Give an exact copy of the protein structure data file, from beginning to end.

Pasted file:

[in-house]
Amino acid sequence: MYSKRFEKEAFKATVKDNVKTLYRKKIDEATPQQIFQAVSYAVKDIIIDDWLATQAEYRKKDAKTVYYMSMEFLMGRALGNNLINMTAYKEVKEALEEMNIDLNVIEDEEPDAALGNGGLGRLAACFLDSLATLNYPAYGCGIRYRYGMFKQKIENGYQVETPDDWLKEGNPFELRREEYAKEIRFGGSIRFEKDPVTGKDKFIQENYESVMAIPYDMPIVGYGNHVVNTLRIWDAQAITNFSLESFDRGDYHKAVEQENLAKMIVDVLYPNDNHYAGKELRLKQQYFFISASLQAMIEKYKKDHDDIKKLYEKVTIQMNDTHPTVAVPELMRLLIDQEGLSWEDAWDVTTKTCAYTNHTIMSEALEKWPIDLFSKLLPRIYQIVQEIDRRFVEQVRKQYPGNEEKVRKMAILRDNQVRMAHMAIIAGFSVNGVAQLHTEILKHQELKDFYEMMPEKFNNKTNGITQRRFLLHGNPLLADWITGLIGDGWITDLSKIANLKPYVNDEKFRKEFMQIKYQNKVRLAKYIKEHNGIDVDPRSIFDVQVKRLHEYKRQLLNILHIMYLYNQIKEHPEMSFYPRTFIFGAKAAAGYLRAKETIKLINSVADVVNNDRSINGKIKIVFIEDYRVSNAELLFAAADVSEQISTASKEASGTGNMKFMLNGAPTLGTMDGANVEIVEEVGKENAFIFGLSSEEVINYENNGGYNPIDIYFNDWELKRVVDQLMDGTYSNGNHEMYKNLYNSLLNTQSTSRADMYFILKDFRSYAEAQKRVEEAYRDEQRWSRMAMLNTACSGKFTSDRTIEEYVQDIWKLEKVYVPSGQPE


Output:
[in-house]
Amino acid sequence: MYSKRFEKEAFKATVKDNVKTLYRKKIDEATPQQIFQAVSYAVKDIIIDDWLATQAEYRKKDAKTVYYMSMEFLMGRALGNNLINMTAYKEVKEALEEMNIDLNVIEDEEPDAALGNGGLGRLAACFLDSLATLNYPAYGCGIRYRYGMFKQKIENGYQVETPDDWLKEGNPFELRREEYAKEIRFGGSIRFEKDPVTGKDKFIQENYESVMAIPYDMPIVGYGNHVVNTLRIWDAQAITNFSLESFDRGDYHKAVEQENLAKMIVDVLYPNDNHYAGKELRLKQQYFFISASLQAMIEKYKKDHDDIKKLYEKVTIQMNDTHPTVAVPELMRLLIDQEGLSWEDAWDVTTKTCAYTNHTIMSEALEKWPIDLFSKLLPRIYQIVQEIDRRFVEQVRKQYPGNEEKVRKMAILRDNQVRMAHMAIIAGFSVNGVAQLHTEILKHQELKDFYEMMPEKFNNKTNGITQRRFLLHGNPLLADWITGLIGDGWITDLSKIANLKPYVNDEKFRKEFMQIKYQNKVRLAKYIKEHNGIDVDPRSIFDVQVKRLHEYKRQLLNILHIMYLYNQIKEHPEMSFYPRTFIFGAKAAAGYLRAKETIKLINSVADVVNNDRSINGKIKIVFIEDYRVSNAELLFAAADVSEQISTASKEASGTGNMKFMLNGAPTLGTMDGANVEIVEEVGKENAFIFGLSSEEVINYENNGGYNPIDIYFNDWELKRVVDQLMDGTYSNGNHEMYKNLYNSLLNTQSTSRADMYFILKDFRSYAEAQKRVEEAYRDEQRWSRMAMLNTACSGKFTSDRTIEEYVQDIWKLEKVYVPSGQPE